• Christian Franzen. Orange County, CA.

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    by Alex Seastrom

    Photos Thomas Green
  • Wednesday Art ATTACK- John Englehart "Fishing"

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    by Christian Franzen



    By Christian Franzen

    John Englehart was an important 19th century West Coast landscape painter. Born and raised in Chicago, he possessed a romanticized love of the American West since childhood. In the 1880s, Englehart moved to Northern California to paint the grand landscapes of the West. He maintained a studio in San Francisco but constantly took trips to Yosemite and other scenic Northern California locations.

    Englehart found success in landscape painting, but was never looked at as a great landscape artist by the canon of the time. Many landscape painters did not like Englehart’s approach to landscape painting because it was a realistic rather than an idealized depiction of what the artist saw in the landscape. This idea was contradictory to the times leading landscape style of the Hudson River School. Englehart’s dedication to realism made him an outsider in the circles of 19th century landscape painters, but was later looked upon for inspiration in later landscape movements. Englehart continued to work in California in his San Francisco studio until his death in 1915.

  • Tuesday Art ATTACK- Cornelius David Krieghoff "The New Year's Day-Parade"

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    by Christian Franzen



    By Christian Franzen

    Cornelius David Krieghoff was born in Amsterdam on June 19th, 1815. As a child, Krieghoff's father began to instruct him in drawing patterns and shapes so that he could participate in the family's wallpaper business. In his adolescent years he moved with his family to Germany. It is there where he began his formal artistic training at the Academy of Fine Arts in Germany.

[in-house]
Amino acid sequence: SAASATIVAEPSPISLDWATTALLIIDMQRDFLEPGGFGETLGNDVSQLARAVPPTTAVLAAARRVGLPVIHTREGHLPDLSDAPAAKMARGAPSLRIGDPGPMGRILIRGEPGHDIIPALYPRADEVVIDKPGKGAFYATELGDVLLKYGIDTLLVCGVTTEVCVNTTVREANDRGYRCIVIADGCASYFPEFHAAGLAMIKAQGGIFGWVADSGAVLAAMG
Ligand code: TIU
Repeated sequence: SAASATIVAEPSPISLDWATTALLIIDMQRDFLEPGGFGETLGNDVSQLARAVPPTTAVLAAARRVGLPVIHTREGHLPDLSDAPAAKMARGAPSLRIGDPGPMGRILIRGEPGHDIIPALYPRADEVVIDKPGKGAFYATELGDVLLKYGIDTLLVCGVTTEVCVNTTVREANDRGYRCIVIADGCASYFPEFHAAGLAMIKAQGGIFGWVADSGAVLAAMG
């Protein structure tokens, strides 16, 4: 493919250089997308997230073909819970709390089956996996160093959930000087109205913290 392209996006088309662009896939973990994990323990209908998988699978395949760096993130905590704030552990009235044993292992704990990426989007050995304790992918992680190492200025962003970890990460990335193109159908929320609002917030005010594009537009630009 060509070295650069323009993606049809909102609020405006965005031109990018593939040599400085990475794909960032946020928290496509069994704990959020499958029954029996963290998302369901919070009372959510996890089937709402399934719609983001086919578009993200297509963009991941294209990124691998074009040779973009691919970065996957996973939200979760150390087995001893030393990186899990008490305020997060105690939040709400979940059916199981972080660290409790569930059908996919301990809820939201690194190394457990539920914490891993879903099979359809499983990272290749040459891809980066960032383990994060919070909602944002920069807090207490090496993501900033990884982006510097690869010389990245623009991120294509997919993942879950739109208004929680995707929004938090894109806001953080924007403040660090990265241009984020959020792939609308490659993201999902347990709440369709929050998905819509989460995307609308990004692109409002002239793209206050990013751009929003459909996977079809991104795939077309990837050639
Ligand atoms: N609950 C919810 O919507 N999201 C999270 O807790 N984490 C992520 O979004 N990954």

In 1836, Krieghoff decided to move to America and settled in New York. He had a hard time making money as an artist so he enlisted in the United States Army. Consequently, Krieghoff spent the next three years fighting in the Indian Wars for the Westward expansion of the United States. While in the Army he found time to draw and paint; creating pieces that depicted the hard life of people living in the Western frontier.

    After he was discharged, Krieghoff moved to Montreal, Canada. He became a painter of everyday rural Canadian life and was exhibited at the Salon de la Sociéte des Artists de Montréal. Ironically, he friended several groups of Native American peoples and they became popular subjects for him to paint. Throughout this period of time in the mid 19th century, Krieghoff was frequently traveling back and forth to Europe. When in Europe he would study master works at the various museums and engage in what art scene he could as an outside.

    Krieghoff returned to the American continent for good in 1855, settling in Quebec. His paintings became very popular among the upper class as well as the blue collar people of Canada, so he began to sell a lot of work. Towards the end of his life , in 1868, Krieghoff moved to Chicago and retired from painting until his death in 1872.
  • Christian Franzen. Huntington Beach, Ca. Film Photos By Thomas Green

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    by Alex Seastrom

    Photos Thomas Green